It is no different from eavesdropping on telephone calls and claiming it was ok because no notes were taken, or that the eavesdropper 'wasn't concentrating'.

  34. Anonymous Coward

    Track the Anonymous exchange

    Because of the unique way that the BT is funded we can trace the effects of the BT Phorm Trial in 2006 Serach Google for ""

    and hey presto you have now found forum posts with strange java script inserts .. ooo very annonymous now we have usernames...

    Like poor old dayglo jim here: now read that and say they weren't affected!

    or duffy666 or Delise The list goes on...

  35. Anonymous Coward
    Anonymous Coward

    What bothers me more than anything in this is that.....

    Not one of our legislators or, indeed, the police seems to be taking an interest. If it was - as asserted - a mass illegal wiretap then there should be a criminal investigation and, if appropriate, prosecutions in the public interest of those executives involved. BT will not reveal who the targets were just in case the list contains some Americans or Germans who would take a much more vigorous approach to having their confidentiality maintained.

    If it wasn't an illegal mass wiretap then the sooner the general public know it is quite legal for an ISP to pimp your internet usage the sooner they can start moving their accounts to the secure ISP of their choice.

    As another contributor said just 'cos it may be legal doesn't mean it has to be done - or are we in a race to the lowest common denominator of standards?

    If BT, Phorm and the rest get away with this continued fudge then eventually the momentum will build to let it pass and your browsing habits will be pimped by all ISP because they won't commercially - in the shareholders interest - be able to justify not doing it.

    In this case there is no honour amongst thieves!

  36. Bobby


    Hey this is better than 'Watergate'..

    Wonder if they'll turn this Bt scandal into a film one day..


  37. Steven Freeman

    @ Ian

    Taken from the Phorm website:

    ISP Partners

    Phorm enables ISPs to play a pivotal role in the online advertising market while offering a better and safer browsing experience for their customers and fully protecting their privacy.

    Current partners include BT, TalkTalk and Virgin Media - companies representing approximately 70% of the UK broadband ISP market.


    It doesnt mention however what encompasses 'BT' but it looks like you may be safe.

    This also answers my question about Virgin Media... dammit

  38. Ryan


    And what about the option to not have adverts?

    I dont care if im looking up holidays i dont want a big advert shouting at me to go to spain.

  39. Anonymous Coward

    ...possible Phorm thwart ?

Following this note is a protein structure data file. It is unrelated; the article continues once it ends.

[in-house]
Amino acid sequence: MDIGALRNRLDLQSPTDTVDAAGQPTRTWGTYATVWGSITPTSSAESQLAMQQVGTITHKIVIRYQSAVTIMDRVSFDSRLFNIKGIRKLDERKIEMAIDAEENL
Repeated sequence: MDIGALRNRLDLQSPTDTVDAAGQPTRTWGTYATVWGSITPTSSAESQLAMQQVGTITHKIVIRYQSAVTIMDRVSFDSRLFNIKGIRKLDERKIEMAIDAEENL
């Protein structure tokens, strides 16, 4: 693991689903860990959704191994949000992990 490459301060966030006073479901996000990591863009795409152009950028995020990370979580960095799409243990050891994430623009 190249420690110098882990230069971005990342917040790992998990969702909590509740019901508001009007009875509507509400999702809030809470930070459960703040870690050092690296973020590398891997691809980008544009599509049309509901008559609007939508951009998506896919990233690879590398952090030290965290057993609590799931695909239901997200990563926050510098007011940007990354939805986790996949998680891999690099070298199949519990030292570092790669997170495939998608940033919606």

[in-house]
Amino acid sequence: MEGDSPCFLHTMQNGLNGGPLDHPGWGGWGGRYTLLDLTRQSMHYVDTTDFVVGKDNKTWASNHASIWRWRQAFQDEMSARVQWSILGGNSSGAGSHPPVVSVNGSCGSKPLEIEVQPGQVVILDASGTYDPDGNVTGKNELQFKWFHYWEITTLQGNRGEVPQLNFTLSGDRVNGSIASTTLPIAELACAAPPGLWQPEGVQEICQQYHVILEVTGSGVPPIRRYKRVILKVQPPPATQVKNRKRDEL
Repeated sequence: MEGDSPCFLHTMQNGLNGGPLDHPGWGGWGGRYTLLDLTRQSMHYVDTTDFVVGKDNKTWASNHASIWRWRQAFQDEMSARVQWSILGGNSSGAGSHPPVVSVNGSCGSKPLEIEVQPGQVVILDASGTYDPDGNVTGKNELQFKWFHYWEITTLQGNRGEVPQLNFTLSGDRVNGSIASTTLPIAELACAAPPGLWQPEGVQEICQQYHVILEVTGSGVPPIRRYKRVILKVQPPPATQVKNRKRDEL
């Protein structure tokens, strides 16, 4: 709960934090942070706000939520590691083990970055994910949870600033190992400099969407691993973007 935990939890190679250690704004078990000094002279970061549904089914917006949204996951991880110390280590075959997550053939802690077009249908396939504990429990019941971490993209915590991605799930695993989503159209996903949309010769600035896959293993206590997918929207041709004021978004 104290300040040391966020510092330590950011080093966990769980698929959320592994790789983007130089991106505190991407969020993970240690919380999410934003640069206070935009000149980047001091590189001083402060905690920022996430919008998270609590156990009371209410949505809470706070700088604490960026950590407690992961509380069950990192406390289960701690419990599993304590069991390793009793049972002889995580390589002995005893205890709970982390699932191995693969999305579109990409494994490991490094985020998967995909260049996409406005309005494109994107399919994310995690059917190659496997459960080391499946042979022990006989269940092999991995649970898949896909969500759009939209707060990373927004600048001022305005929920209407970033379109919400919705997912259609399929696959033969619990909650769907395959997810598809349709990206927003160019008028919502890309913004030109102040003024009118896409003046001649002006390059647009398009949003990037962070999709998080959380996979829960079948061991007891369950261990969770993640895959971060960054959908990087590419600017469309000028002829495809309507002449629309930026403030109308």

Since it seems a few websites are a little unhappy at this, how about an informal industry arrangement where every webpage is sent with some sort of MD5 hash in the headers ? The browser could run a comparison of the hash with one computed from the actual page.

    If any Phorm-injected javascript is present the hash will fail, and the browser could warn the user ....

  40. Tony Paulazzo

    My letter going out to news channels, gov bodies and one MEP.

    Phorm and the profiteering of BT, Virgin Media and Carphone Warehouse.

    Or, how your online browsing habits are up for sale.

    I've just been left wondering why no decent investigation or coverage off the Phorm and BT/Virgin Media/Carphone warehouse association has not been carried out in any depth by any news media or unbiased governmental body, has investigative journalism truly died in the country? Are the laws of British citizens no longer applicable to big businesses?

    Phorm, an ex adware/spyware company (placing files unbeknownst onto a user’s computer without their knowledge) is run by a man called Kent Ertrugul who used to run a company, 121 media. This company would watch your browsing habits so that targeted ads could be delivered whilst you were surfing. Most antispyware programs would delete these cookies as spyware. As 121 Media they ran a series of secret trials with BT without their customer’s knowledge or consent in 2006 and 2007.

    Having changed their name they now intend that ad targeting be run by your internet service provider so antispyware will no longer have anything to delete. As Phorm they are being allowed to run their own proprietary software on two of the UKs largest broadband servers, BT & Virgin Media, who do not have access to their code, yet who can state with unequivocal assurance that it is safe, and that identifiable customer information cannot be seen.

    How one top man, Stratis Scleparis, from BT has moved across to Phorm after the secret and illegal profiling trials of ‘06, ‘07, and how over 9000 people have signed a government petition trying to stop it has caused little to no reaction in the countries news media.

    This is invasion of privacy on a massive scale yet the BBC seems hardly aware of it except for one little item where they appear to agree that the secret BT profiling trials of some 8000 customers last year may have been illegal - well, I've not seen anyone arrested yet, not even an investigation – what gives?

    The opt in/opt out measures (requiring a cookie?) are a joke as all your info still goes through the profiler, which, apparently never gets to Phorm, but seeing as how the code on the ISPs server belongs to Phorm, I’m unsure how exactly the ISP’s know, with such confidence, what information is (or will be when the code is updated) passed through.